See what works and where to improve things. Talk to the writer, creator, editor,…. (whomever you’re working with). Sometimes artist’s invest too much time on their first illustration and feel like it’s ‘wasted’ energy if they have to abandon it. That’s not true at all. Occasionally, the first illustration is a home run, but not always. Keep yourself motivated and curious and you’ll be able to go with the flow more easily and hit upon a cover that is as close as you can get to perfect.

Ask yourself one question – are you happy with it?

After all of your hard work, you may end up with something really good. Here is a perfect example (see below). This is a beautiful cover illustration that Miguel did for Wolf Boy and the Magical Warriors (vol.1): The Flushing of Atlantis [read more…]. It’s fun and engaging and contains most of the elements we discussed. He knew I really liked it, but didn’t love it…and I could tell he didn’t love it either. But he was tired of it and wanted to move on to something else.

Click here for Creating the best Comic Cover (part 2): How to Work with Artists without Hurting Their Feelings.

Wolf Boy and the Magical Warriors (vol.1) the Flushing of Atlantis illustration

Don’t settle when you know you could do better

One thing about Miguel that makes him such a good artist is that he’s never satisfied. He works hard to improve his skills every day in order to capture what’s in his imagination and put it on paper. It’s time consuming and all encompassing, but when he pushes himself that extra bit further, the results are always fantastic. He never ceases to amaze me.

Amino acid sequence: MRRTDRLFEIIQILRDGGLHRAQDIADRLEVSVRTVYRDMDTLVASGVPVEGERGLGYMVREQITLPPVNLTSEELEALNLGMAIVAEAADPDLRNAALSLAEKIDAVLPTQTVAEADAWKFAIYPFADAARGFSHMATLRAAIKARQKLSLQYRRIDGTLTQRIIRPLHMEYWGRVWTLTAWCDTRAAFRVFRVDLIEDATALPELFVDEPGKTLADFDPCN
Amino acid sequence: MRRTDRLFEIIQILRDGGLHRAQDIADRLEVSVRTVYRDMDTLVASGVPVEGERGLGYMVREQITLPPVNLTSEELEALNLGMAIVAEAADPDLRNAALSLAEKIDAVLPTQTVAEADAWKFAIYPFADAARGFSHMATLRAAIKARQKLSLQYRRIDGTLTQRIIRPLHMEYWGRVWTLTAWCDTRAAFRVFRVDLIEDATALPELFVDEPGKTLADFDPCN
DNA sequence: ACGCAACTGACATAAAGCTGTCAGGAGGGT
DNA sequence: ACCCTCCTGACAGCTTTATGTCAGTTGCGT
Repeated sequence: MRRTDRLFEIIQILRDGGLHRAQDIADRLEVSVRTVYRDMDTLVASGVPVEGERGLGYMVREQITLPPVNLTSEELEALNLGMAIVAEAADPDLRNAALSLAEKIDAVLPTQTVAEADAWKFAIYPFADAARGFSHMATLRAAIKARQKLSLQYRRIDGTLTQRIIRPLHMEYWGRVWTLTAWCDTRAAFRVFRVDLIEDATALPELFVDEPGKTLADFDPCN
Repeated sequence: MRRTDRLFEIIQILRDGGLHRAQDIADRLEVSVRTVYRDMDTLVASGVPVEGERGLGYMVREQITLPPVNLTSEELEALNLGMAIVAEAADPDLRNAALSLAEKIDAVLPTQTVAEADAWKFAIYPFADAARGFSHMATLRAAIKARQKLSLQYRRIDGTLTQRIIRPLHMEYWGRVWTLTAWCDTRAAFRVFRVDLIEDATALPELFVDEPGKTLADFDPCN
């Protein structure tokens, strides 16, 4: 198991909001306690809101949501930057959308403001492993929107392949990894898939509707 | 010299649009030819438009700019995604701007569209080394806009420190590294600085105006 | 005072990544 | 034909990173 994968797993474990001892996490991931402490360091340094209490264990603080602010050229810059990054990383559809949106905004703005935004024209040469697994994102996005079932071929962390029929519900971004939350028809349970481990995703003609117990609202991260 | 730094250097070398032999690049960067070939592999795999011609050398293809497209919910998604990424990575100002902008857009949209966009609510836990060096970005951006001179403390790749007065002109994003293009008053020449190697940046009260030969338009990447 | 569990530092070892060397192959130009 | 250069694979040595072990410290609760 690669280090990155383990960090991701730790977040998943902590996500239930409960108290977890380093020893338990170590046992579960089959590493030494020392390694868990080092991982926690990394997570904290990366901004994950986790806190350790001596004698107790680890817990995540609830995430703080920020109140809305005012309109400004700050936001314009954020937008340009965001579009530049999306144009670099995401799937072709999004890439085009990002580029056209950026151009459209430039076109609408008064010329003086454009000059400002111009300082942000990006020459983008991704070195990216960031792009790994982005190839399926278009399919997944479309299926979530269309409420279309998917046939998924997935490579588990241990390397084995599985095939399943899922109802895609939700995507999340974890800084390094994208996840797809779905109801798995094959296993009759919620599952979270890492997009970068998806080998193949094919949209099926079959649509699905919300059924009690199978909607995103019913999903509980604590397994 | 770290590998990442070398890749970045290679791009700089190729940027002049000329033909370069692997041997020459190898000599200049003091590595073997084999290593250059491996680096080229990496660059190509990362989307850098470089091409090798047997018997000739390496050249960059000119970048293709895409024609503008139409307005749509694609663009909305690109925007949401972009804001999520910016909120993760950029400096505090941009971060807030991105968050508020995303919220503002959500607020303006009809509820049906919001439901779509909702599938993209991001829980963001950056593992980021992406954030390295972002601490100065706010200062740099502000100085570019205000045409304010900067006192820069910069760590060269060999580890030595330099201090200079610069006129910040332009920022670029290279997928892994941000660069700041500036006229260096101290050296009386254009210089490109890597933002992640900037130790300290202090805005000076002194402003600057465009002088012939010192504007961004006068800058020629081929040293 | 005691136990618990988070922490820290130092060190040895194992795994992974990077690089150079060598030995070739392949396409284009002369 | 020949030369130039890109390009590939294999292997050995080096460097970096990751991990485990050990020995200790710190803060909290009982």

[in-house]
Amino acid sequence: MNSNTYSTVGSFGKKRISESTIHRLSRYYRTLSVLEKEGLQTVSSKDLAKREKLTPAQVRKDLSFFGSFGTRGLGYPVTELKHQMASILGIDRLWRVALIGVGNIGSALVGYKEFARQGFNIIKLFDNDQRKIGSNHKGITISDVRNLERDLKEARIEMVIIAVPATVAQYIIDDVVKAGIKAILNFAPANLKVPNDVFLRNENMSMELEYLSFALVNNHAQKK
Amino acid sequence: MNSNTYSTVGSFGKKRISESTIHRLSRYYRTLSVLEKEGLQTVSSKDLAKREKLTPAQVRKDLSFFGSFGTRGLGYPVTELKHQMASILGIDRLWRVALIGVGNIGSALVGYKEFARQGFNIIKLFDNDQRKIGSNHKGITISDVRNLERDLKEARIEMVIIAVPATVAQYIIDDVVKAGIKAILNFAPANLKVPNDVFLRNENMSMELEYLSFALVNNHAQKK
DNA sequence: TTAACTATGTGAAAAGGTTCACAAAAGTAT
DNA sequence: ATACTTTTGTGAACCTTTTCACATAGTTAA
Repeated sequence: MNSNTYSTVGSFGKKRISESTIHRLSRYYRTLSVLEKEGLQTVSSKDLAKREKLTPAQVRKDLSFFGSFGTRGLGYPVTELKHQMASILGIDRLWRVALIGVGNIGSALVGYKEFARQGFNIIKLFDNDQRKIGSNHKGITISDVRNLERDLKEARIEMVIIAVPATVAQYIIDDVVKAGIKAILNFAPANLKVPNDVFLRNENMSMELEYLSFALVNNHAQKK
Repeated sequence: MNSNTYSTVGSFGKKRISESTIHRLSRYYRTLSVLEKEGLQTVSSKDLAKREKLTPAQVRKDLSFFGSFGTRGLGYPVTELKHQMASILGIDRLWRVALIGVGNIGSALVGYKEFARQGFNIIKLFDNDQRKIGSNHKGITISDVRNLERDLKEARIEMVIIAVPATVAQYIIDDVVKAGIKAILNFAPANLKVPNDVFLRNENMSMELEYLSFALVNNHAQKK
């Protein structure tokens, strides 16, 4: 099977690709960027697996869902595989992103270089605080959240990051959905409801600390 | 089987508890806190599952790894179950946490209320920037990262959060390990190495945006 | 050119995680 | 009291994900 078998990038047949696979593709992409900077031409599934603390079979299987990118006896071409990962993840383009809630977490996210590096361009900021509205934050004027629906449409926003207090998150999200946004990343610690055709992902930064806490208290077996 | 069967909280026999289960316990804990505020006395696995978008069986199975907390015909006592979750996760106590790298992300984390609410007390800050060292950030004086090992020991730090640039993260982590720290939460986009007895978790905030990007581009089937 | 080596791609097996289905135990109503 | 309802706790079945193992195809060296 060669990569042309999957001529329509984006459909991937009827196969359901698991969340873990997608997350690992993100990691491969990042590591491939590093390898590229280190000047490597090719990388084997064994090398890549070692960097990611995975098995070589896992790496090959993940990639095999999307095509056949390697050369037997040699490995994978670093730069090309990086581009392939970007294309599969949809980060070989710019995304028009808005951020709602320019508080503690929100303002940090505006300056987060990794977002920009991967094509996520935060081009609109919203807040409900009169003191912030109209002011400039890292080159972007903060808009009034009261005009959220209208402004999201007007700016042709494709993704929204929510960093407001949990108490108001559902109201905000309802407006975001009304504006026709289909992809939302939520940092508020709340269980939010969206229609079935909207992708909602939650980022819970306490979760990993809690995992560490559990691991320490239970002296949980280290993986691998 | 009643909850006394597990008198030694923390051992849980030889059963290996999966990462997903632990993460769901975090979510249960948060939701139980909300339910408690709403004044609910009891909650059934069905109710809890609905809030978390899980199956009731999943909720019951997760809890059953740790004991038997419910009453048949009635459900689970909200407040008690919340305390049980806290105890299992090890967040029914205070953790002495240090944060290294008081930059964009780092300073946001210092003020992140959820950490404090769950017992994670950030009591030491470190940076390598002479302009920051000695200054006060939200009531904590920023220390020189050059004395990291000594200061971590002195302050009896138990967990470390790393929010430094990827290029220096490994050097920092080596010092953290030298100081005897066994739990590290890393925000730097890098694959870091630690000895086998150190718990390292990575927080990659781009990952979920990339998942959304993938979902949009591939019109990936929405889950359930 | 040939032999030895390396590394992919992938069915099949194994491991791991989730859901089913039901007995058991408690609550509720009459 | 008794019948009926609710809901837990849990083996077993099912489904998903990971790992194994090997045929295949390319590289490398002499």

After a deep breath, I tried as gently as I could to mention that this is a great cover, but the characters weren’t as exaggerated as we had discussed (gulp). He didn’t want to do it again and I wasn’t going to insist.

About a month later he surprised me. He actually took some of my suggestions, sat down at his desk and got to work on another version. And are we happy he did!

Finally, the cover for Wolf Boy and the Magical Warriors (ba-ba-ba-bum…)

Wolf Boy and the Magical Warriors (vol.1) the Flushing of Atlantis illustration
Original illustration
Wolf Boy and the Magical Warriors (vol.1) the Flushing of Atlantis cover art
New illustration

Miguel and I both loved this cover. We showed it to our kids, who happen to be our target age group, and their reaction was so much more enthusiastic. Now it was time to show it around. Every time someone looked at it, they laughed or smiled. The perfect reaction!

All of the same elements are in both illustrations, but there are two major differences:

• It’s much more dynamic. You can feel the energy. The wave is ready to crash down on them, they’re all moving towards the camera (viewer), the facial expressions and body language are more visibly reacting to the wave. They are definitely in the middle of an emergency situation.

• Each character has their own personality. Tessi the Amazon is ready to slice through the watery enemy, Monkey King is tube riding the barrel of a wave while his friends hang on, and Wolf Boy is oblivious to the danger and having a great time. After all, he is the sweetest idiot you’ll ever know.

Any final thoughts?

You cannot achieve the perfect cover, so Fahgettaboudit! However, you can create the best possible. They key is — you must be honest with yourself. Make sure it’s truly the best that you can do. That way you have no regrets and you can feel proud of your achievement. Readers (and publishers) will appreciate it. Woohoo! High five(^▽^)/\(^▽^)

Wolf Boy and the Magical Warriors (vol.1) the Flushing of Atlantis cover

Related links:

 Creating the best Comic Cover (part 2): How to Work with Artists without Hurting Their Feelings

Wolf Boy and the Magical Warriors book information

All art and updates for Wolf Boy and the Magical Warriors 

Wolf Boy and the Magical Warriors FREE SAMPLE